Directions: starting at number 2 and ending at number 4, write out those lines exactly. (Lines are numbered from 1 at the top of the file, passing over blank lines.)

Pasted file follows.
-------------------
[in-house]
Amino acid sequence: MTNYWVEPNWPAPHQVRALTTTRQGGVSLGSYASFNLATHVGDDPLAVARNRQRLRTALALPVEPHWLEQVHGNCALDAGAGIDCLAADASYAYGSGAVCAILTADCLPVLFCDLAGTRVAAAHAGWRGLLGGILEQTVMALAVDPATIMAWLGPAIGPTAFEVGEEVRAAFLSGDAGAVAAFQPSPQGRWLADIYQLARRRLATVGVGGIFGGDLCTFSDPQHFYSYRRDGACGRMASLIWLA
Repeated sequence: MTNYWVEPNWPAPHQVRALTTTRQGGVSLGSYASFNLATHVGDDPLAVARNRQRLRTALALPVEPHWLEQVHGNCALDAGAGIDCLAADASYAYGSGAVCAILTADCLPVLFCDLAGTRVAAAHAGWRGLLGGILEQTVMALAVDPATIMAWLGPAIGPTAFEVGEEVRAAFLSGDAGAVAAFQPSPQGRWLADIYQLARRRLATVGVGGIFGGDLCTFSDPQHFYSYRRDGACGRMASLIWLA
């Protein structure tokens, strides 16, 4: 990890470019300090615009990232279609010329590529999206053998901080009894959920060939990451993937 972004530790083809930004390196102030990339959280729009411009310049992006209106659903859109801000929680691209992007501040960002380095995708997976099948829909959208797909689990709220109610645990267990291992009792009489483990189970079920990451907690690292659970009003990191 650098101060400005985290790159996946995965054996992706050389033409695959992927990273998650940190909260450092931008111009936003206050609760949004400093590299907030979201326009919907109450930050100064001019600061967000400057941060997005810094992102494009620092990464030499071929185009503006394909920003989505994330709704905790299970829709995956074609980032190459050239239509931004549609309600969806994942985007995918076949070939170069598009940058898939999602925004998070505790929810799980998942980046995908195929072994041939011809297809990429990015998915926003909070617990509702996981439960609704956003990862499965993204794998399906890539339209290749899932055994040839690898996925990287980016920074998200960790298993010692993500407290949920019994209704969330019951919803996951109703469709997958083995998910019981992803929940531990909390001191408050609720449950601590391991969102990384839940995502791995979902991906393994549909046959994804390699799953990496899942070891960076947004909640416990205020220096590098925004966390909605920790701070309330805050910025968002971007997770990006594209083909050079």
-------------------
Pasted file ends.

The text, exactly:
Amino acid sequence: MTNYWVEPNWPAPHQVRALTTTRQGGVSLGSYASFNLATHVGDDPLAVARNRQRLRTALALPVEPHWLEQVHGNCALDAGAGIDCLAADASYAYGSGAVCAILTADCLPVLFCDLAGTRVAAAHAGWRGLLGGILEQTVMALAVDPATIMAWLGPAIGPTAFEVGEEVRAAFLSGDAGAVAAFQPSPQGRWLADIYQLARRRLATVGVGGIFGGDLCTFSDPQHFYSYRRDGACGRMASLIWLA
Repeated sequence: MTNYWVEPNWPAPHQVRALTTTRQGGVSLGSYASFNLATHVGDDPLAVARNRQRLRTALALPVEPHWLEQVHGNCALDAGAGIDCLAADASYAYGSGAVCAILTADCLPVLFCDLAGTRVAAAHAGWRGLLGGILEQTVMALAVDPATIMAWLGPAIGPTAFEVGEEVRAAFLSGDAGAVAAFQPSPQGRWLADIYQLARRRLATVGVGGIFGGDLCTFSDPQHFYSYRRDGACGRMASLIWLA
């Protein structure tokens, strides 16, 4: 990890470019300090615009990232279609010329590529999206053998901080009894959920060939990451993937 972004530790083809930004390196102030990339959280729009411009310049992006209106659903859109801000929680691209992007501040960002380095995708997976099948829909959208797909689990709220109610645990267990291992009792009489483990189970079920990451907690690292659970009003990191 650098101060400005985290790159996946995965054996992706050389033409695959992927990273998650940190909260450092931008111009936003206050609760949004400093590299907030979201326009919907109450930050100064001019600061967000400057941060997005810094992102494009620092990464030499071929185009503006394909920003989505994330709704905790299970829709995956074609980032190459050239239509931004549609309600969806994942985007995918076949070939170069598009940058898939999602925004998070505790929810799980998942980046995908195929072994041939011809297809990429990015998915926003909070617990509702996981439960609704956003990862499965993204794998399906890539339209290749899932055994040839690898996925990287980016920074998200960790298993010692993500407290949920019994209704969330019951919803996951109703469709997958083995998910019981992803929940531990909390001191408050609720449950601590391991969102990384839940995502791995979902991906393994549909046959994804390699799953990496899942070891960076947004909640416990205020220096590098925004966390909605920790701070309330805050910025968002971007997770990006594209083909050079």